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How Star Trek Beyond Questions the Federation's Philosophy

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Fans have complained that the recent Star Trek movies don’t do enough to explore the philosophical issues that were at the heart of classic Trek. But Justin Lin, the director of Star Trek Beyond, told us the new movie is all about debating Starfleet’s philosophies.

io9 was among a handful of outlets that spoke to Lin in the Paramount Theater in Hollywood Monday, just as his trailer hit the Internet. And he told us that the film’s villain, Krall (Idris Elba), is motivated by a clash between his beliefs and the Federation’s.


In fact, Lin told us that the conflict between Krall’s belief system and the Federation’s philosophy is an important one in the film. (And he confirmed that this is our first look at Krall, below.)


“What would happen if you were going on a five-year journey and you’re trying to not only explore but also maybe introduce other people to this way of thinking,” Lin said. “What would that mean? What are the consequences to that? Spreading a philosophy that you believe in, that you think is great. Are there gonna be any other points of views that’s gonna counter you? And I think those are the things that I thought of as a kid. And also then as an adult when I watch Star Trek. And I think we got to kind of explore that a little bit.”

So Krall’s beliefs will challenge the views of the Enterprise crew, but the crew will also question them themselves. Especially Kirk. “Why is Kirk doing what he’s doing?” Lin asked. “We assume on the TV show that [joining Starfleet] is just something he did, but I want to know why. Are you going to continue? What’s the reason? Why do you do what you do?”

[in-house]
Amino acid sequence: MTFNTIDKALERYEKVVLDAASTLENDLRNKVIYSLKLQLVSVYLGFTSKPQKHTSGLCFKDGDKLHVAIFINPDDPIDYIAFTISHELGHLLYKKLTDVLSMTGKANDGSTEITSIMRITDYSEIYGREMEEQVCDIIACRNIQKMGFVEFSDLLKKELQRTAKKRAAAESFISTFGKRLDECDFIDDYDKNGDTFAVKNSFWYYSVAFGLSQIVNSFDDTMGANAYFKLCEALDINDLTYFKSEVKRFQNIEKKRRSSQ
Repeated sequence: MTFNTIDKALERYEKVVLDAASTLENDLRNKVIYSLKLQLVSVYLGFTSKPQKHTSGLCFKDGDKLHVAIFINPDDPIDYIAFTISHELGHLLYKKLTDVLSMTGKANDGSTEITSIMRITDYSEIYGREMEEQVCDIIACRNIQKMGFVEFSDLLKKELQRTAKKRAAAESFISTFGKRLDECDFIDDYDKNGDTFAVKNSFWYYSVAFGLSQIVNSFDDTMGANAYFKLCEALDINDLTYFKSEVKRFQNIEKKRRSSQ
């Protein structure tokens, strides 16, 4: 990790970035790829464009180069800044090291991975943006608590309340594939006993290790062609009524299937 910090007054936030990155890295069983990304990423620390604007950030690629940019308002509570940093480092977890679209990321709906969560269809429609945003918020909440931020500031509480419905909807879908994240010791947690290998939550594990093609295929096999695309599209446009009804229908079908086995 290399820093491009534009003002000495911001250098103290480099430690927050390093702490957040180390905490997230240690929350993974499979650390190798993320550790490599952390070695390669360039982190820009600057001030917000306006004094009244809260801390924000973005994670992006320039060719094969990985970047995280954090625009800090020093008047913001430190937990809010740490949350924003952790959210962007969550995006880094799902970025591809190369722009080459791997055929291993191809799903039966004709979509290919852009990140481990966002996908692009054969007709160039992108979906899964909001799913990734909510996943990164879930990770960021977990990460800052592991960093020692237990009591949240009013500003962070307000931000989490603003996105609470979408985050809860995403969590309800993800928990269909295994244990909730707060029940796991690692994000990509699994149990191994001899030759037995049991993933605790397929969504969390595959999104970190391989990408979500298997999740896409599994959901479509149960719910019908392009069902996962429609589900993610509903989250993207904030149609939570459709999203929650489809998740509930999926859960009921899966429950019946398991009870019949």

Monday’s trailer was the world’s first glimpse at the third film in this new, J.J. Abrams-produced Star Trek franchise—and, as you’d expect, there were some complaints. Some fans complained about the upbeat music and the use of the Beastie Boys’ “Sabotage,” with its callback to the 2009 reboot, especially in a franchise many expect to be heady.

But Lin wanted that Beastie Boys song to make a strong statement: This is not a typical Star Trek movie. “Hopefully [the trailer] represents that we are trying to be bold and take risks,” Lin said. “Whether successful or not, I don’t know, but that was something I was excited to do.”


Some fans were also upset at seeing the Enterprise destroyed yet again, along with the line “We’ve got no ship, no crew, how are we going to get out of this one?” But Lin says the destruction of the beloved ship has a great pay-off.

“The Enterprise being taken down is a big piece of the film,” Lin said. “But I don’t mind sharing that. That’s a point of initiation and I’d love for everyone to engage on that level.”


Lin calls the destruction of the Enterprise the movie’s “inciting” incident, that leads to the crew going up against Krall. Meanwhile, though, the Enterprise crew will be helped by new alien Jaylah, played by Sofia Boutella. She’s this one:


According to Lin, Star Trek Beyond originally included some references back to the previous film, Star Trek Into Darkness, exploring the impact of Khan’s attacks on the Federation. But the final version of the movie opts to ignore its predecessor, instead.

“We pick them up about two and a half years after the end of Into Darkness and there were iterations where we did explore [the impact of Khan],” Lin said. He revealed they shot a ton of stuff that won’t make the movie but “at the end of the day I just felt with two-and-a-half years in, in the presentation of this film, it didn’t quite fit in.”


Lin does what he does, in part, because of Star Trek. He used to watch the show with his family while growing up, and the director said that connection was a requirement for being part of the film. “If you weren’t passionate or you didn’t have a connection to this franchise, then you shouldn’t be a part of it,” he said. “And that was the mantra when I signed up.”


How that’ll all play out remains unclear; we’re still seven months from seeing the film. But Lin is determined to live up to the challenge posed to him his producer. Abrams didn’t ask Lin to do anything specific with the story. He didn’t have to use a previously written script. “He said ‘It’s yours, go be bold, just take it and make it what you would do to Star Trek,’” Lin said.

While Beyond takes place two and a half years after Into Darkness, Lin himself has barely been on it for a year. He came onto the movie in January, was shooting in June, and is now six weeks into editing. “We have a good cut already,” he said. But the weight of this franchise and expectations is something he’s quite aware of. “Whether this works or not, it’s on me,” he said. “The accountability is on me.”


Images via Paramount

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